Here’s the first thing you should know if you ever have an abnormal screening result: there’s a very good chance it’s nothing to worry about. Most abnormal findings turn out to be either benign (non-cancerous) breast conditions or just normal breast tissue.
Still, it’s crucial to do whatever follow-up is recommended–because if it is cancer, the sooner you get diagnosed and treated, the more likely you are to survive. So keep calm and find out what to expect.

What follow-up tests will they do?

If you have an abnormal mammogram or clinical breast exam (CBE), the follow-up tests you have depend on your age and what kind of screening you had. If you had a mammogram, they’ll also depend on the recommendations of the radiologist. Your doctor will likely start with the least invasive test.

If you have an abnormal CBE:

If you’re under 30 and your CBE reveals a lump, your doctor may recommend starting with observation. This means waiting 1-2 menstrual periods to see if the lump goes away on its own, then getting checked again. If you’re not comfortable waiting, let your doctor know or ask for a second opinion.

If you’re 30 or older and your CBE reveals a lump or other change, the most likely next step is a follow-up mammogram (a.k.a. diagnostic mammogram) and maybe a breast ultrasound.

If you have an abnormal screening mammogram:

If you have a mammogram, it’s not uncommon to be called back for an abnormal result. For example, your mammography center might contact you if something is unclear in your mammogram. In the U.S., about 10-12 percent of women are called back after a mammogram for more tests. It’s always a good idea to follow up with your doctor about what to do next. The most likely next step is a diagnostic mammogram or breast ultrasound. In some cases, a breast MRI or a biopsy may be recommended.

Here are the different types of follow-up tests:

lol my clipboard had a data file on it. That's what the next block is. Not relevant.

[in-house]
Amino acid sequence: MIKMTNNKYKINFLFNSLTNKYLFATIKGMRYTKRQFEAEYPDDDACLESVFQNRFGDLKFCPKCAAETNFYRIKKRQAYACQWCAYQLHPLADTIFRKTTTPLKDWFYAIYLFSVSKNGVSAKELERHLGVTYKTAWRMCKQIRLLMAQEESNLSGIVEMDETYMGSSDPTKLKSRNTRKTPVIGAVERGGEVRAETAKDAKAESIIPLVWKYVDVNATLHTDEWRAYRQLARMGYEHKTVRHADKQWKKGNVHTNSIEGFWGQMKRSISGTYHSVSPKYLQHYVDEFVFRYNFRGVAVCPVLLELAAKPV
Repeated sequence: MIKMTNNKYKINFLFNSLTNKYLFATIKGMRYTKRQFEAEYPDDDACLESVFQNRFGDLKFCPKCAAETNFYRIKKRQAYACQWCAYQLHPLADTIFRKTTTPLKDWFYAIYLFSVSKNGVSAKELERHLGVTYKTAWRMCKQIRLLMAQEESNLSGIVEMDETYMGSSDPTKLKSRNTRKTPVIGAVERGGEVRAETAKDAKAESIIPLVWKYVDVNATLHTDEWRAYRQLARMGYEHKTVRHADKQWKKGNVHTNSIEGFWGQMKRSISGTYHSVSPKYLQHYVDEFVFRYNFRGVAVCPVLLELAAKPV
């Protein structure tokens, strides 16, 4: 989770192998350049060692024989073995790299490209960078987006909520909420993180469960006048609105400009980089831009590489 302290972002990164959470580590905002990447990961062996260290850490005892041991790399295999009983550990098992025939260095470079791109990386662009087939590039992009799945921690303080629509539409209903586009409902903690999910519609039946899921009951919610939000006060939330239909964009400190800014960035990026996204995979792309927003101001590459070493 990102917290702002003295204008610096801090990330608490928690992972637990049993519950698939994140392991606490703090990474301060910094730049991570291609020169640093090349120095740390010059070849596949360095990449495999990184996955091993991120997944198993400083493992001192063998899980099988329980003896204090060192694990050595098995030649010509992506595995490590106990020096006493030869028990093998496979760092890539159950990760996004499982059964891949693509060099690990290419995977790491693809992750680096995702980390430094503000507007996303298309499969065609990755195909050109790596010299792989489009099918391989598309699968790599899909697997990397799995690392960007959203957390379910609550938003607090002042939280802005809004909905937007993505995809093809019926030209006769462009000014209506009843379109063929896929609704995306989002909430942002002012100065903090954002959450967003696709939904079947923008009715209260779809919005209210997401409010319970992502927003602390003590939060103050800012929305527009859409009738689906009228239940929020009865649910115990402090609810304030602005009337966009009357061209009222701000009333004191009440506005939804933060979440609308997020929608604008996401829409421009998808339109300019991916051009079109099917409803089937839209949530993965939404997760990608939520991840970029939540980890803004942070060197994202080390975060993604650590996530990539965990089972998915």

Mammography can be used as a follow-up test when something abnormal is found on a screening mammogram or CBE. This is called a diagnostic mammogram. The basic procedure for a diagnostic mammogram is the same as for a screening mammogram, but the diagnostic mammogram includes more images of the breast.

Breast ultrasound uses sound waves to make images of the breast. Like a diagnostic mammogram, it’s considered non-invasive. Breast ultrasound can tell the difference between a liquid-filled cyst and a solid mass (which may or may not be cancer).

Breast magnetic resonance imaging (MRI) uses magnetic fields to create an image of the breast. It’s more invasive than mammography because a contrast agent is given through an IV before the test. Breast MRI can be used to get more information after an abnormal mammogram.

A biopsy removes cells or tissue from the suspicious area using a needle or surgery. The cells are studied under a microscope to see if cancer is present. Doctors usually do a biopsy when they can’t rule out breast cancer with a less-invasive test.

Susan G. Komen® has resources with more detail on follow-up tests and breast cancer diagnosis.

What might the tests find?

Growths in the breast can be malignant (cancerous) or benign (non-cancerous). If your screening shows something abnormal, there’s a good chance that it’s benign. Still, it’s important to follow up promptly to know for sure.